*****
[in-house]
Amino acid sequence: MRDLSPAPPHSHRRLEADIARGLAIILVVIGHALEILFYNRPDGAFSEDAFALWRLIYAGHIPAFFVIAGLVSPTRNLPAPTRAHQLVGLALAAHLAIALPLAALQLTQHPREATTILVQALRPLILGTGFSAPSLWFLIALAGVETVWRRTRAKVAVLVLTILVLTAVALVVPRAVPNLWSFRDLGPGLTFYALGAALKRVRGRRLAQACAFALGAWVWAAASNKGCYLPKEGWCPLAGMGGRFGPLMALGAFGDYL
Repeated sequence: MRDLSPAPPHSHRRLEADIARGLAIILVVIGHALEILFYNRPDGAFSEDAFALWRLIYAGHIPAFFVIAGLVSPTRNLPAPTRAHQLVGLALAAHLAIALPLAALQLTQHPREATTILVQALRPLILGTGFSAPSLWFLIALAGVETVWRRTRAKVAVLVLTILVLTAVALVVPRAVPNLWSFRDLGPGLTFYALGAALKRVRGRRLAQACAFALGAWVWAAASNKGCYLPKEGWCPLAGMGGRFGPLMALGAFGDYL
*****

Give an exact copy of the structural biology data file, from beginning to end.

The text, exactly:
[in-house]
Amino acid sequence: MRDLSPAPPHSHRRLEADIARGLAIILVVIGHALEILFYNRPDGAFSEDAFALWRLIYAGHIPAFFVIAGLVSPTRNLPAPTRAHQLVGLALAAHLAIALPLAALQLTQHPREATTILVQALRPLILGTGFSAPSLWFLIALAGVETVWRRTRAKVAVLVLTILVLTAVALVVPRAVPNLWSFRDLGPGLTFYALGAALKRVRGRRLAQACAFALGAWVWAAASNKGCYLPKEGWCPLAGMGGRFGPLMALGAFGDYL
Repeated sequence: MRDLSPAPPHSHRRLEADIARGLAIILVVIGHALEILFYNRPDGAFSEDAFALWRLIYAGHIPAFFVIAGLVSPTRNLPAPTRAHQLVGLALAAHLAIALPLAALQLTQHPREATTILVQALRPLILGTGFSAPSLWFLIALAGVETVWRRTRAKVAVLVLTILVLTAVALVVPRAVPNLWSFRDLGPGLTFYALGAALKRVRGRRLAQACAFALGAWVWAAASNKGCYLPKEGWCPLAGMGGRFGPLMALGAFGDYL